That business was not gum, however. Wrigley started out by doing what he knew best- much like Babbitt before him, selling soap. Also copying Babbitt in a certain way, he added an innovative twist that was representative of an approach that would have a far reaching impact on his future. Since merchants resisted carrying his goods due to the low profit margins and high amount of competition, Wrigley borrowed a page from Babbitt’s soap selling exploits by giving them free stuff. These freebies ranged from umbrellas to baking powder. As cake baking methods had changed in the mid-19th century and baking powder was a big part of that, it was no surprise that sales took off.

With the baking powder itself being a huge hit as a freebie and becoming more requested than his soap, Wrigley moved on from specializing in soap to instead baking powder, but still continued to offer freebies. This time around, it was baking powder with free chewing gum thrown in. Soon, the chewing gum was eclipsing the baking powder in popularity.

Adaptable as ever, Wrigley abandoned baking powder for selling chewing gum, the product that the company is famous for today. The gum Wrigley was selling in the 1890s was manufactured by Zeno Company. Distinguishing the product a bit, Wrigley recommended that Zeno use chicle to make the gum instead of the paraffin and spruce that were the traditional ingredients of the day. Then he focused on expanding chewing gum’s appeal to a younger demographic. Wrigley started with Vassar and Lotta gum and by 1893 at the World’s Columbian Exposition introduced a sweet, fruity flavor that is still one of the big names in the chewing gum business today, Juicy Fruit (more on where exactly the “juice” in Juicy Fruit is supposed to come from in the Bonus Facts in a bit). A few months later, he rolled out Wrigley’s Spearmint.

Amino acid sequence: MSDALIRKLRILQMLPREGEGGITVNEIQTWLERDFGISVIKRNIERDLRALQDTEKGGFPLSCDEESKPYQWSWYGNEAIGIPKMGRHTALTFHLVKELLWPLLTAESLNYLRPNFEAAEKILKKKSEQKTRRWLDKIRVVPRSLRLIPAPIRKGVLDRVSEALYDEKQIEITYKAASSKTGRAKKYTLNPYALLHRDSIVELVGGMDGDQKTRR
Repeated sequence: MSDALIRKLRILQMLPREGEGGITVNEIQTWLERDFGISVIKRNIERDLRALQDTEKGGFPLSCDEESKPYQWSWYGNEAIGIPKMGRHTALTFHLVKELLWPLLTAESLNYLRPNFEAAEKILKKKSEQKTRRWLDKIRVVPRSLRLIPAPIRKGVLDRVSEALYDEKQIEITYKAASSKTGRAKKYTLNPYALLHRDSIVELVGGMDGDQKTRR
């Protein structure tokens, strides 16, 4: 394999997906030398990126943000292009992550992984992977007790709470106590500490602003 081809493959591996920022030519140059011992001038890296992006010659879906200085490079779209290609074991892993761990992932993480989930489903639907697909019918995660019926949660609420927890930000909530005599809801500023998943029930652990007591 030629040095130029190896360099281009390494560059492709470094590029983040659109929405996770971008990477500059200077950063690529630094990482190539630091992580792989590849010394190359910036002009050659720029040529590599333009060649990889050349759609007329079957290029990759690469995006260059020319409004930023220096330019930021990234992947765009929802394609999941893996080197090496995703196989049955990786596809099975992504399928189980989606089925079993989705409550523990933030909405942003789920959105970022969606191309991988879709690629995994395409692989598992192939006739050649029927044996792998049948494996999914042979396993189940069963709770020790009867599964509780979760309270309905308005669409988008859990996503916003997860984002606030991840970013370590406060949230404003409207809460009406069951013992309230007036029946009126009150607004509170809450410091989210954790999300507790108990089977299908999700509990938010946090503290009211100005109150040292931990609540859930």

For the rest of the decade and into the 20th century, William Wrigley wore his promoter hat with vigor, traveling across the country again and again. He didn’t discontinue the premium offers though, combining gum with other items like lamps, pocket knives, fishing tackle and measuring scales. Understanding that purchasers bought gum impulsively, he also proposed placing the gum display cases in a place that is very familiar to us today – beside the checkout counter – and retailers agreed.

By 1907, when the country was grappling with a financial crisis and other gum manufacturers were cutting costs, Wrigley literally bet his life savings on his then fledgling company, mortgaging everything he owned and buying $250,000 (about $6.2 million today) worth of advertising. This was the springboard from which he launched his company to nationwide fame. His competitors’ sales stagnated, while his soared with Wrigley Spearmint’s sales alone jumped to more than $1 million a year following the ad blitz. In total, the general sales for the company leapt from $170,000 to $3 million (about $75 million today).

Wrigley didn’t stop there. He bought out Zeno by 1911 and by 1915 grabbed the title as one of the biggest advertisers in the country. But he wasn’t just using billboards and other traditional forms of advertising. For instance, in a huge marketing and sales frenzy, Wrigley mailed free gum to every address listed in US telephone directories. Later, he adopted a similar strategy by sending two sticks of gum to every child on his or her second birthday. All total, Wrigley’s sticks of gum, which now included the newly introduced Doublemint flavor, were shipped to over 1.5 million addresses in 1915 and to about 7 million homes in 1919. Also in 1915, Wrigley hired writers to re-write various Mother Goose rhymes such that they advertised Wrigley’s gum and then ultimately gave away a whopping 14 million copies of this book.

That same year, Wrigley wanted to offer stock to his employees so took the company public. Capping off a remarkably successful career, Wrigley became chairman of the board and turned the presidency over to his son, Philip in 1925, ultimately passing away in 1932 at the age of 70 with an estimated net worth of $34 million or about $582 million today.